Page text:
Actual t-shirt. . .

seen at the Crystal City Metro station around 8:30 p.m. Wednesday.

It reads:


Okay, I am no constitutional scholar (just ask Prof. Goldberger), but I’m fairly sure the Framers didn’t call each other “homeboy.” However, attendees at the Constitutional Convention in Philadelphia were not allowed to talk about their internal deliberations, so we can’t completely be certain that term wasn’t thrown around. Okay, yeah, now that I think about it, I could see William Paterson of New Jersey, maybe, just maybe, calling William Churchill Houston, also of New Jersey, his homey. 

That was probably better than James Madison and Edmund Randolph calling each other “fluffledodger,” which was a popular term at the time.

Here is an example of more Scalia swag:


This is the “What Would Scalia Do?” maternity T-shirt. And what would he do? Well, obviously you are going to have to have that kid, whether you like it or not, lady. (Joking. We joke here.)


1 Comment

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One response to “Actual t-shirt. . .

  1. Saqib Ali

    Obviously the person who designed the “What would Scalia shirt” has NOT read the “Planned Parenthood Of Southeastern Pennsylvania, et al., Petitioners, V. Robert P. Casey, et al., etc., 1992” opinion.

    It is not about what Justice Scalia would do, it is about whether abortion is a liberty that is protected by the Constitution of the United States:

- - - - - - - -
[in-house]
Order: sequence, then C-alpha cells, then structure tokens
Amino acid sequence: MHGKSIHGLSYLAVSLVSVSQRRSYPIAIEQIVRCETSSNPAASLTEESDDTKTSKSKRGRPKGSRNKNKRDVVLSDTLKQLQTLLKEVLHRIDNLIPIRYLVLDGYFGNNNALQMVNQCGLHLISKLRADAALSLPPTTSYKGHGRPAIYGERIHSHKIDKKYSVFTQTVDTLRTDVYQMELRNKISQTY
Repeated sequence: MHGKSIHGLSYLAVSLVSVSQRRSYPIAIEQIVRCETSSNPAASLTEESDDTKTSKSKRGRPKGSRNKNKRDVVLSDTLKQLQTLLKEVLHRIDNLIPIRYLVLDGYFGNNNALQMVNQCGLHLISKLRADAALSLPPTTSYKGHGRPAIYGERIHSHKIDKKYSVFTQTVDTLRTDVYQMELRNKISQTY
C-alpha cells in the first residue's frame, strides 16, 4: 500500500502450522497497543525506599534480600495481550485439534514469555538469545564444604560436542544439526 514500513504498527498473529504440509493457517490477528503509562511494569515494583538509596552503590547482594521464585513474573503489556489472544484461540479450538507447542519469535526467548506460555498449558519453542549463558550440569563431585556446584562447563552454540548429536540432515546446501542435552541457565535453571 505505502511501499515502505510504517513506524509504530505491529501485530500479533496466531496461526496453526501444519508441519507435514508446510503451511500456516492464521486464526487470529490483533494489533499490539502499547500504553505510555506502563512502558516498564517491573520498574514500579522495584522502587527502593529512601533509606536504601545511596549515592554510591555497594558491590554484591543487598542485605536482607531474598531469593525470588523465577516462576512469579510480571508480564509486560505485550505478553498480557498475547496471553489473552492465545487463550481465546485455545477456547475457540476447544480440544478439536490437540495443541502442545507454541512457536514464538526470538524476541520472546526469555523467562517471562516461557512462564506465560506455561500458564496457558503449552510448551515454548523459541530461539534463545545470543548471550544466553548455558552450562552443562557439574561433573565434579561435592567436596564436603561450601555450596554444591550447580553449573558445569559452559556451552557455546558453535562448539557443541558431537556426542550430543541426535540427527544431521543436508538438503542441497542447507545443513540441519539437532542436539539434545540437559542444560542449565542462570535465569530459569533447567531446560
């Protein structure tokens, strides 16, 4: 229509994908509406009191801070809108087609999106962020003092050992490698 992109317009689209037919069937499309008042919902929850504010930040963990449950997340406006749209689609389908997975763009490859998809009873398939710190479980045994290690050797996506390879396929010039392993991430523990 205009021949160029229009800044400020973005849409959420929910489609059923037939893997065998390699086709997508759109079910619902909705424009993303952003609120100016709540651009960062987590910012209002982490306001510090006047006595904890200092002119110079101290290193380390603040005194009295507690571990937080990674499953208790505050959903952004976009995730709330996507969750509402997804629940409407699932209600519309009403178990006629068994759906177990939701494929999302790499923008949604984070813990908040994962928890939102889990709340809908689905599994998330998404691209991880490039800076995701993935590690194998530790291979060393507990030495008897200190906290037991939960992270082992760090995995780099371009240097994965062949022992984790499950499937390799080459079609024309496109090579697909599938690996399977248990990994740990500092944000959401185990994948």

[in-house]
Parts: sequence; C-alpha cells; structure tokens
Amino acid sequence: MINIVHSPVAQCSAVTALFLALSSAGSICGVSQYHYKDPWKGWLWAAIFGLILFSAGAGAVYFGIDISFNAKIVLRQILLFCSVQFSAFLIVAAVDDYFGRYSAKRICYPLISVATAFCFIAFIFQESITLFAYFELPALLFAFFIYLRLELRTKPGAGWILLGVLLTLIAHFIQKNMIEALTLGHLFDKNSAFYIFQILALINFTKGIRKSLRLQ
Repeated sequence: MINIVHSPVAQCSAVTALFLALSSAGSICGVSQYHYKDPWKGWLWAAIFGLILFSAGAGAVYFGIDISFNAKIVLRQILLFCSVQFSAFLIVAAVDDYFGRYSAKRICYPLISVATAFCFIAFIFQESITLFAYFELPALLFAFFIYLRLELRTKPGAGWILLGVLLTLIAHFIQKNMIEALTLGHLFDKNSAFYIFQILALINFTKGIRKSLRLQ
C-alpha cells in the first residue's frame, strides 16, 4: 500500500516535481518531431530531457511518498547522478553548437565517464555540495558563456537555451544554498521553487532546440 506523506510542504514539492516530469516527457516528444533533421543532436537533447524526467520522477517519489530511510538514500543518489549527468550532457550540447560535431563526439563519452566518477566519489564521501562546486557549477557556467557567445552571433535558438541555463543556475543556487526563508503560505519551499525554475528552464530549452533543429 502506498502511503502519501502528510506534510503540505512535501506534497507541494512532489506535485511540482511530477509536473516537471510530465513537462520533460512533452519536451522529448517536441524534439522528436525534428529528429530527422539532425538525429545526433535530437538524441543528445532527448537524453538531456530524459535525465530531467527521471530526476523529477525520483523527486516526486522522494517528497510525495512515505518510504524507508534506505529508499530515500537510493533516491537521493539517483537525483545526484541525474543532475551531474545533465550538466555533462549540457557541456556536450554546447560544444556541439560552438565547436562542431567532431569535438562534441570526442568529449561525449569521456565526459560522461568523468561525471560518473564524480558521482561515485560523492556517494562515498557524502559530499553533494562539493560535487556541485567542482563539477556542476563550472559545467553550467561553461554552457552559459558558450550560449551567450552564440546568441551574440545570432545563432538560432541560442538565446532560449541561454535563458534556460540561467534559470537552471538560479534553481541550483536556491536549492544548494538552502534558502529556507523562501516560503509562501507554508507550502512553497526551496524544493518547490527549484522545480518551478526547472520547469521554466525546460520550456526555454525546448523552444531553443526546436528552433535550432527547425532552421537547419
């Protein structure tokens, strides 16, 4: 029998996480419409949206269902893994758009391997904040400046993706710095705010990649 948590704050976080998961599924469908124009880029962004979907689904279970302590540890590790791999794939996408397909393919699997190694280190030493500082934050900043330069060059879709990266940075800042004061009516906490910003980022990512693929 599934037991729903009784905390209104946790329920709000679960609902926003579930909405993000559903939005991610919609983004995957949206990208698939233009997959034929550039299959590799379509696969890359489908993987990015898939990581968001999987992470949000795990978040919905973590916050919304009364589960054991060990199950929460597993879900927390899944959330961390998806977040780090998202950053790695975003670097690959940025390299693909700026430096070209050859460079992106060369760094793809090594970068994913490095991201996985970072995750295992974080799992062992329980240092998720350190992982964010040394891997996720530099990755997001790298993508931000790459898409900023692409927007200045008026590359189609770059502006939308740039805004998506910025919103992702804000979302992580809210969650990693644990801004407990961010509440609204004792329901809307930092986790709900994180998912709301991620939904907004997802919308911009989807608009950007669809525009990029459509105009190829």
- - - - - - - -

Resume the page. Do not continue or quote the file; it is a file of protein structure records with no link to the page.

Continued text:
That is, quite simply, the issue in this case: not whether the power of a woman to abort her unborn child is a “liberty” in the absolute sense; or even whether it is a liberty of great importance to many women. Of course it is both. The issue is whether it is a liberty protected by the Constitution of the United States. I am sure it is not. I reach that conclusion not because of anything so exalted as my views concerning the “concept of existence, of meaning, of the universe, and of the mystery of human life.” Rather, I reach it for the same reason I reach the conclusion that bigamy is not constitutionally protected – because of two simple facts: (1) the Constitution says absolutely nothing about it, and (2) the long-standing traditions of American society have permitted it to be legally proscribed. PLANNED PARENTHOOD OF SOUTHEASTERN PENNSYLVANIA, et al., Petitioners, v. Robert P. CASEY, et al., etc., 505 U.S. 833 (The Supreme Court June 29, 1992).

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